Rohan Basu Roy, a Ph.D. student in computer engineering at Northeastern University, worked on scheduling and resource management tools used in HPC and cloud computing systems like serverless platforms. He focused on schedulers used in ALCF systems, including Polaris and Theta, and his project aimed to reduce job queue wait times, improve job throughput and system utilization, and achieve fairness in job scheduling.
To do that, Roy designed a simulator for optimizing the job sort formula of the schedulers using the system accounting logs. His tool was deployed on the ALCF’s Cooley visualization cluster and several researchers are currently using it to carry out their simulations in optimizing several metrics of job scheduling.
“The ALCF has a long history of producing sophisticated HPC scheduler designs for heterogeneous computing systems and for various kinds of workloads,” said Roy. “Working at the ALCF is an ideal opportunity for anyone working with schedulers to test and experiment with their designed techniques.”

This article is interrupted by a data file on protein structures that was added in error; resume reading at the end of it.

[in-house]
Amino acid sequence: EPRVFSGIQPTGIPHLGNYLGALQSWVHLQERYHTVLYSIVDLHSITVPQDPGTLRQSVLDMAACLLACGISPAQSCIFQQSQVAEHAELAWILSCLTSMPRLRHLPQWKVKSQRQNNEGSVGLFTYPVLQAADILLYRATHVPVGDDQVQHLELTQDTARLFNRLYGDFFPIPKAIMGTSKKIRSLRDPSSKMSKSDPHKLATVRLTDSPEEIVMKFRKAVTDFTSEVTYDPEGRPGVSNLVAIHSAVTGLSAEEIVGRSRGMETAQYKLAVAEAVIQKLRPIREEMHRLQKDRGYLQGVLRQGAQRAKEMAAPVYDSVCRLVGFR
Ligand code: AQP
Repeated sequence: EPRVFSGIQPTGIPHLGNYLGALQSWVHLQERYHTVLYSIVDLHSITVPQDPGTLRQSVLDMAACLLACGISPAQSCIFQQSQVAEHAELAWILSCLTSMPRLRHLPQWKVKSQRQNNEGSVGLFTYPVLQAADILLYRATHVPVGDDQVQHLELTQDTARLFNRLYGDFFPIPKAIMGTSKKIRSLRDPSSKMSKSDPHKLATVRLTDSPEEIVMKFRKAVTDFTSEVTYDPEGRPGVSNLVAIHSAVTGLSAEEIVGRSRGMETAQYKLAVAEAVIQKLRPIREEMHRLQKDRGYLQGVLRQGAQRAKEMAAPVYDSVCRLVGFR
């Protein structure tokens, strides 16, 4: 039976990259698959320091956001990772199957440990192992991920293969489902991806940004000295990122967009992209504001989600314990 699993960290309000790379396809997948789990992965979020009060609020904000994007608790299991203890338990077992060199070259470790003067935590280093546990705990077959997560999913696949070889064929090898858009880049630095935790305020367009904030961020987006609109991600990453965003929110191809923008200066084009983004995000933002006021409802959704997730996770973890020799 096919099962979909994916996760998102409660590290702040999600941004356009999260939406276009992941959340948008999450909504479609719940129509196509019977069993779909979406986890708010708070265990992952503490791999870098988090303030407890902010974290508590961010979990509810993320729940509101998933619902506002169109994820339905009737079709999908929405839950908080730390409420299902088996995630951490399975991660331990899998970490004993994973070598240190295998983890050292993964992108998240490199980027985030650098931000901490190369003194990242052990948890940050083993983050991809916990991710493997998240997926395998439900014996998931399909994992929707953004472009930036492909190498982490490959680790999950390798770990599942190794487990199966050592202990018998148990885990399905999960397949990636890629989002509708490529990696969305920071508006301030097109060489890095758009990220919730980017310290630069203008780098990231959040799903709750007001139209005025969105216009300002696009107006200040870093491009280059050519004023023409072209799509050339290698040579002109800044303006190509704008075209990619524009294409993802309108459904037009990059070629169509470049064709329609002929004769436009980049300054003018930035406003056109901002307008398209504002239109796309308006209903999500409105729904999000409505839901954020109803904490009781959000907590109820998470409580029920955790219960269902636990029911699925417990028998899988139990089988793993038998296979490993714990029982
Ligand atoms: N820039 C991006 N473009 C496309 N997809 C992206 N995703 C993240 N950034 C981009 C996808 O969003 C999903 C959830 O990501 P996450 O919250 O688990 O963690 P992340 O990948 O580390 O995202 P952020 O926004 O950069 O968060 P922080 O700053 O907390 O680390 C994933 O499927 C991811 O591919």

Roy realized that the techniques he designed while at Northeastern were extremely complicated, and that an easy-to-understand and scalable solution was the option that researchers most preferred in practice. Roy said this experience will help him to design and deploy better solutions in the future, and he hopes to continue to work with the ALCF, collaborating on papers and developing solutions to improve user experience.
Scientific Data Exploration in Virtual Reality
Sustainable Research Pathways program participant and undergraduate student Idunnuoluwa Adeniji spent her time at ALCF exploring various pipelines for integrating scientific data into virtual reality. Adeniji, who studies computational science and engineering at Kean University, came across a poster presentation given by Joseph Insley, ALCF visualization and data analytics team lead, during the pre-match process for the Sustainable Research Pathways program.
Adeniji worked with Insley and others to develop a virtual reality environment that displays particle data in a time-lapse format. “This will benefit ALCF users who want to use VR to discern patterns and clusters within their data,” said Adeniji.